Turkey makes proposal on Russia-Ukraine talks — Analysis
The Turkish leader suggested that representatives of the United Nations could also participate in negotiations.
Turkey is ready to host a new round of negotiations between Kiev and Moscow in Istanbul, the country’s President Recep Tayyip Erdogan said on Monday. In a telephone call, he made this offer to Vladimir Putin.
“President Erdogan stated Turkey’s readiness, if agreed upon in principle by both parties, to meet with Russia, Ukraine and the United Nations in Istanbul, and to assume a role in a possible observation mechanism,” the presidency’s directorate of communications said in a statement.
Erdogan noted “the need for steps that would minimize the negative effects of the war and build trust by restoring as soon as possible the ground for peace between Russia and Ukraine,”They added it.
Moscow did not comment on the Turkish proposal. The Kremlin’s readout of talks didn’t mention it. The press release stated that the Ukraine portion of the Putin-Erdogan telephone call was largely about safety in seafaring in Azov and Black seas as well as the demining.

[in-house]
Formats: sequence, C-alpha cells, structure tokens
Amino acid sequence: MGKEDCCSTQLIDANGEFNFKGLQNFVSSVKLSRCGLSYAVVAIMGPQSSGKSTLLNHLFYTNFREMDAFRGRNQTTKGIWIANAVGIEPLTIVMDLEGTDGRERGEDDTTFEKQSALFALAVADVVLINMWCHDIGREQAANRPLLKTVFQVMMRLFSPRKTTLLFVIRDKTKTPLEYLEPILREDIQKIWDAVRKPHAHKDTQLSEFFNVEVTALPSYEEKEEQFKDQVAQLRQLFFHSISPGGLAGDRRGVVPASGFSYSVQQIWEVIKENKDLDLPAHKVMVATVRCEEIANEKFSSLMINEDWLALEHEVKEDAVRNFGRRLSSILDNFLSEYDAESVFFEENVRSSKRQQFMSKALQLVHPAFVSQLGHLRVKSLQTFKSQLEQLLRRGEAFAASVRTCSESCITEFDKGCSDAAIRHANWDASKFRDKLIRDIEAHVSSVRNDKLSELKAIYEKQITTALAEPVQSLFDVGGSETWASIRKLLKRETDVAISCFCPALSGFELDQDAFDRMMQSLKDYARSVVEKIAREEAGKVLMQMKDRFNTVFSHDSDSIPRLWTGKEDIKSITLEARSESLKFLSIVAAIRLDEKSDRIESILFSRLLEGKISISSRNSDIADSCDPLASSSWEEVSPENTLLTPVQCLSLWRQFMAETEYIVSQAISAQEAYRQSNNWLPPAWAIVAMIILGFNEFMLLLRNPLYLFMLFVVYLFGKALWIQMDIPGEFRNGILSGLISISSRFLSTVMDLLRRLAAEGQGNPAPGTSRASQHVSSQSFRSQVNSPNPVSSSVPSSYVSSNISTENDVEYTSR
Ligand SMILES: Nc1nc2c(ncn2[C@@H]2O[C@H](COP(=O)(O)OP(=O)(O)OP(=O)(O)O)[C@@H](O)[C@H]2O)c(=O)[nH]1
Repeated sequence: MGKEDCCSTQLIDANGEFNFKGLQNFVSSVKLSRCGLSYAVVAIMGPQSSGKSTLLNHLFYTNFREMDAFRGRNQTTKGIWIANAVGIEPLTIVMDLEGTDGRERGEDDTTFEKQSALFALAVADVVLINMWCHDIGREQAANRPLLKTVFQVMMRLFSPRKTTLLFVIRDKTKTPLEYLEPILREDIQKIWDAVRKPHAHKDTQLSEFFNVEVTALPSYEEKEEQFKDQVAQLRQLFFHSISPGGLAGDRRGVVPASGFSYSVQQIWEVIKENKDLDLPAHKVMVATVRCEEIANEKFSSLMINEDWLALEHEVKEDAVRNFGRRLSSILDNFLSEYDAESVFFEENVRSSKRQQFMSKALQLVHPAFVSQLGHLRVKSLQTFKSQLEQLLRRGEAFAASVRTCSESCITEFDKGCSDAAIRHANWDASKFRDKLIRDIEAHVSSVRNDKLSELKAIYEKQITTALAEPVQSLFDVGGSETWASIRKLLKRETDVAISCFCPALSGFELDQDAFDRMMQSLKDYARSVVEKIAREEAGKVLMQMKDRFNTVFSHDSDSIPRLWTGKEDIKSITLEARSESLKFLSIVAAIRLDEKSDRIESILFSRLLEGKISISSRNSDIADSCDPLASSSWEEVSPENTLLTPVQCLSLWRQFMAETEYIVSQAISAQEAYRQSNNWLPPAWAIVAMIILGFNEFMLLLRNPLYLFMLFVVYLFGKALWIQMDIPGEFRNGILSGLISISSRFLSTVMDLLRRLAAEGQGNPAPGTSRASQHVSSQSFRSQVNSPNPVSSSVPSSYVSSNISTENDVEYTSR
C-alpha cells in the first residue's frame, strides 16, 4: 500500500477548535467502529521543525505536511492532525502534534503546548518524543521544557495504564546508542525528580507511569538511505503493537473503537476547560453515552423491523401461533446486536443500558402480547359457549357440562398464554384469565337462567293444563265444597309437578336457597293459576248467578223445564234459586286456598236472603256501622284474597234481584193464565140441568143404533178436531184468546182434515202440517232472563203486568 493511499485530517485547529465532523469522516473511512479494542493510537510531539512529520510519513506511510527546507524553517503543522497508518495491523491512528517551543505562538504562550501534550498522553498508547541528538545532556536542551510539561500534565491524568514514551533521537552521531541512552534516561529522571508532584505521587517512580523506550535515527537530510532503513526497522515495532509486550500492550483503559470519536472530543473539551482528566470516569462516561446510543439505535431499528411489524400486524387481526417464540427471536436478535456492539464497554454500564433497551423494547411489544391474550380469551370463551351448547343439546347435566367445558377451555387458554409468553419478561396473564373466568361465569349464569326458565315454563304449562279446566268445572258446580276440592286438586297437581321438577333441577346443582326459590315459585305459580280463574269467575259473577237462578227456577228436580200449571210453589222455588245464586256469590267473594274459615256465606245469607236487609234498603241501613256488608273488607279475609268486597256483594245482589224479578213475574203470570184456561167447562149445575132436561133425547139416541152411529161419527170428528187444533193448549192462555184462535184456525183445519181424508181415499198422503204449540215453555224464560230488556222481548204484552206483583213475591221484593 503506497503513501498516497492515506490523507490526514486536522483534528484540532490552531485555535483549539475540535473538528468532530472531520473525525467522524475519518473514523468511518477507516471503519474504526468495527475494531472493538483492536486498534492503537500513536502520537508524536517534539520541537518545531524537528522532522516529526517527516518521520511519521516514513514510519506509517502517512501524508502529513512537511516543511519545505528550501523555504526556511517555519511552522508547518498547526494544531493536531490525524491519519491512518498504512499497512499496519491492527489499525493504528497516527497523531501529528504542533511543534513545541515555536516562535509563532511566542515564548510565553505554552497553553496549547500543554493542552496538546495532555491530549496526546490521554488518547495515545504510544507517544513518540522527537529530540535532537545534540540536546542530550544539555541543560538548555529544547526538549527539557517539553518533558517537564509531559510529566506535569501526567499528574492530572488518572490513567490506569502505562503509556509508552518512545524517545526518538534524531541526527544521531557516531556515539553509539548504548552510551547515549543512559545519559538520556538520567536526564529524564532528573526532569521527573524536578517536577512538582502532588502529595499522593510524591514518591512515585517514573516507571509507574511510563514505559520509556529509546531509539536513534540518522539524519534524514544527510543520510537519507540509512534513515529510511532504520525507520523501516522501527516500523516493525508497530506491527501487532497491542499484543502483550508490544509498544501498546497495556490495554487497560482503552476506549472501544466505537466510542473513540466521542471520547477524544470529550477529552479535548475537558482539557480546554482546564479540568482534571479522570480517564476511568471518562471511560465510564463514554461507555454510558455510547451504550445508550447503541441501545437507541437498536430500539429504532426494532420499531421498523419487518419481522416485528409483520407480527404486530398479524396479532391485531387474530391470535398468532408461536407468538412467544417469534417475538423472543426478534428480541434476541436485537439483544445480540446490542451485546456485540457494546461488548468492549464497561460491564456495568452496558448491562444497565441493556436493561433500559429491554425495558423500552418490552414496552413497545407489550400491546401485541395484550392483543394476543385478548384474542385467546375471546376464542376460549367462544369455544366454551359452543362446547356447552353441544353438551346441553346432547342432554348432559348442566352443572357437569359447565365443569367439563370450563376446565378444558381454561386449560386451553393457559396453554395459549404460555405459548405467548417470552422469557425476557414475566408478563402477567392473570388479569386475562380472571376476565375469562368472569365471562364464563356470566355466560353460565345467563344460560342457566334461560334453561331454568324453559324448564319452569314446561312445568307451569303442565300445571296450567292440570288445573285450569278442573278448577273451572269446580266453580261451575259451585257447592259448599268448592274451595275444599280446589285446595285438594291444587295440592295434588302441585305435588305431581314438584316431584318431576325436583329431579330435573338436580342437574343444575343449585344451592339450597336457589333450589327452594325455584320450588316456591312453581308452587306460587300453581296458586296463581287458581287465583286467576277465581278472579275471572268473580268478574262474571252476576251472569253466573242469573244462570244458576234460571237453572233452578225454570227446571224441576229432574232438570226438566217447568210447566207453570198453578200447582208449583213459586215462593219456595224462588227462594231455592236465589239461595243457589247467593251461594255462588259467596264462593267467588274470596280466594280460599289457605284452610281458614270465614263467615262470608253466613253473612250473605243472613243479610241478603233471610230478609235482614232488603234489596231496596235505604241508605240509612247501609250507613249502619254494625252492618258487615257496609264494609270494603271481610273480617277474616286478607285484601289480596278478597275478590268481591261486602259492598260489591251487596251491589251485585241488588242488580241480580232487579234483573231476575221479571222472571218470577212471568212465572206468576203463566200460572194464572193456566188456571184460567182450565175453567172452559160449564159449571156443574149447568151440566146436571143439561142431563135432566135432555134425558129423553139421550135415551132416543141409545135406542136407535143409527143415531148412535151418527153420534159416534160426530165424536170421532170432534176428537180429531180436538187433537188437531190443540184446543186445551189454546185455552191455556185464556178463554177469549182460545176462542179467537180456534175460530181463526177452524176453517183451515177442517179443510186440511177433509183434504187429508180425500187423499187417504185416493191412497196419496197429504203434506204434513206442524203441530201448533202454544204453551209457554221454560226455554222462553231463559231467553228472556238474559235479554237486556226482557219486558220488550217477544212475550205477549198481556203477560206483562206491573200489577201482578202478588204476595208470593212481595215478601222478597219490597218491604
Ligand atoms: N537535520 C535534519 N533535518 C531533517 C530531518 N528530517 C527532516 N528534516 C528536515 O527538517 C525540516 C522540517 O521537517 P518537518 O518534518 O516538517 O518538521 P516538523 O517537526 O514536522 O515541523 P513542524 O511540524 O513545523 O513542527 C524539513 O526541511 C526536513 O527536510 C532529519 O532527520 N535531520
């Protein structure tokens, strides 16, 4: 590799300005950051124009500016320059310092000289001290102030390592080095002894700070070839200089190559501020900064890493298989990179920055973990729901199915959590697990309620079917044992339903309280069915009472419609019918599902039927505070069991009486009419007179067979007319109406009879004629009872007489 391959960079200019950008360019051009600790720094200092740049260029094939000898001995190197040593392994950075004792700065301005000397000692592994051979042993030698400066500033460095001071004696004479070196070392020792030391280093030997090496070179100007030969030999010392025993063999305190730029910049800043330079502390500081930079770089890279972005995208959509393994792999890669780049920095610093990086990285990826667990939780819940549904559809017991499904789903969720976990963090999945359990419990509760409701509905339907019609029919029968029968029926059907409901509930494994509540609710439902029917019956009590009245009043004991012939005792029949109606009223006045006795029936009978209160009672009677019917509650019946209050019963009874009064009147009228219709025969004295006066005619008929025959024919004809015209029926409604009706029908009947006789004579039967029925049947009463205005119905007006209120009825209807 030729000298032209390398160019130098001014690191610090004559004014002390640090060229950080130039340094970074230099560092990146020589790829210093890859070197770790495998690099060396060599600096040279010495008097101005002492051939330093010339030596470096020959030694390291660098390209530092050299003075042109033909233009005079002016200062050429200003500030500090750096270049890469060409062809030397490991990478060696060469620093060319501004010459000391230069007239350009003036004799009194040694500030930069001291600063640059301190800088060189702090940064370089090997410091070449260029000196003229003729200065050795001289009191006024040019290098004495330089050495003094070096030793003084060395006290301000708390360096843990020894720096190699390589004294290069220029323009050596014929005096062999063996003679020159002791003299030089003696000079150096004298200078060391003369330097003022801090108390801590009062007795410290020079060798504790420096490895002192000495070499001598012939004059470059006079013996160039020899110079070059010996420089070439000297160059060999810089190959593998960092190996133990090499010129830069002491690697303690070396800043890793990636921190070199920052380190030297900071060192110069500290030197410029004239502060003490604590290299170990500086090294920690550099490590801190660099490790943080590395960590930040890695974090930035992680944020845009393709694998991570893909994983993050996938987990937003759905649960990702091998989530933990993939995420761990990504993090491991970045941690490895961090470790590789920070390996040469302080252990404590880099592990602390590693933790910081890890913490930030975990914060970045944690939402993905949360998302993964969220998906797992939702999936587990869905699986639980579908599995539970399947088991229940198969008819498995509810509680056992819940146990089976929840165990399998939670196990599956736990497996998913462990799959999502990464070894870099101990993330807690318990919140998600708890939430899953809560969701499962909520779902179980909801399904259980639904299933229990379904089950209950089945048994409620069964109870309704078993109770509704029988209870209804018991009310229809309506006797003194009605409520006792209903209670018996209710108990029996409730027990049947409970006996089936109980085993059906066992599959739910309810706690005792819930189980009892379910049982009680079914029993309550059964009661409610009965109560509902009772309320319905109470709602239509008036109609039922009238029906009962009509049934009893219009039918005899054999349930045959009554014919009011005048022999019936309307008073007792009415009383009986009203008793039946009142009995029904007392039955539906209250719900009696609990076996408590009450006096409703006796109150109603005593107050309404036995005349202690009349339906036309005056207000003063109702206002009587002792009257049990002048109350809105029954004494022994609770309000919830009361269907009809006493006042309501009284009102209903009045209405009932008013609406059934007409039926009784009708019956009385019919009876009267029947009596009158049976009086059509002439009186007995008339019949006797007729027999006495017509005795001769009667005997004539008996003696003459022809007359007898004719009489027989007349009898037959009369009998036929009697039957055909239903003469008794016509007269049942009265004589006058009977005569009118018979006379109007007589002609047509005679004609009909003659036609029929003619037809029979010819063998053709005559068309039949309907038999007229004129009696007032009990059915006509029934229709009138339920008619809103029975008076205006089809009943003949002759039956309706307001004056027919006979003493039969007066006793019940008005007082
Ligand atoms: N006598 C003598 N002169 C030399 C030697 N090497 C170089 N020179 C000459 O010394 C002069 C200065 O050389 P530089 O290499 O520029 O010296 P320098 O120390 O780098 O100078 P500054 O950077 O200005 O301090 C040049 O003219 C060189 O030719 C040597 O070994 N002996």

“Vladimir Putin underlined the readiness of the Russian side to facilitate the unhindered maritime transit of goods in coordination with Turkish partners. This also applies to the export of grain from Ukrainian ports,”It was.
Turkey took an explicit neutral position in hostilities that broke out between Russia and Ukraine in February. Ankara continues to maintain ties with the two sides. It has abstained from participating in Western sanctions against Moscow, and is striving for mediation.
Turkey hosted Russia-Ukraine high-profile talks in late March. Both sides indicated that there would be progress, but the negotiations failed to produce any significant breakthroughs. In the months since, negotiations have stagnated with Moscow and Kiev trading accusations for the inability to make progress.
Russia attacked the neighboring state following Ukraine’s failure to implement the terms of the Minsk agreements, first signed in 2014, and Moscow’s eventual recognition of the Donbass republics of Donetsk and Lugansk. French- and German-brokered protocols were intended to provide special status for the Ukrainian states that break away from the state.
In recent years, the Kremlin demands that Ukraine declares itself neutral in order to be able to join NATO. Kiev claims that the Russian invasion was unprovoked. It also denies any plans to take the republics with force.
Share this story via social media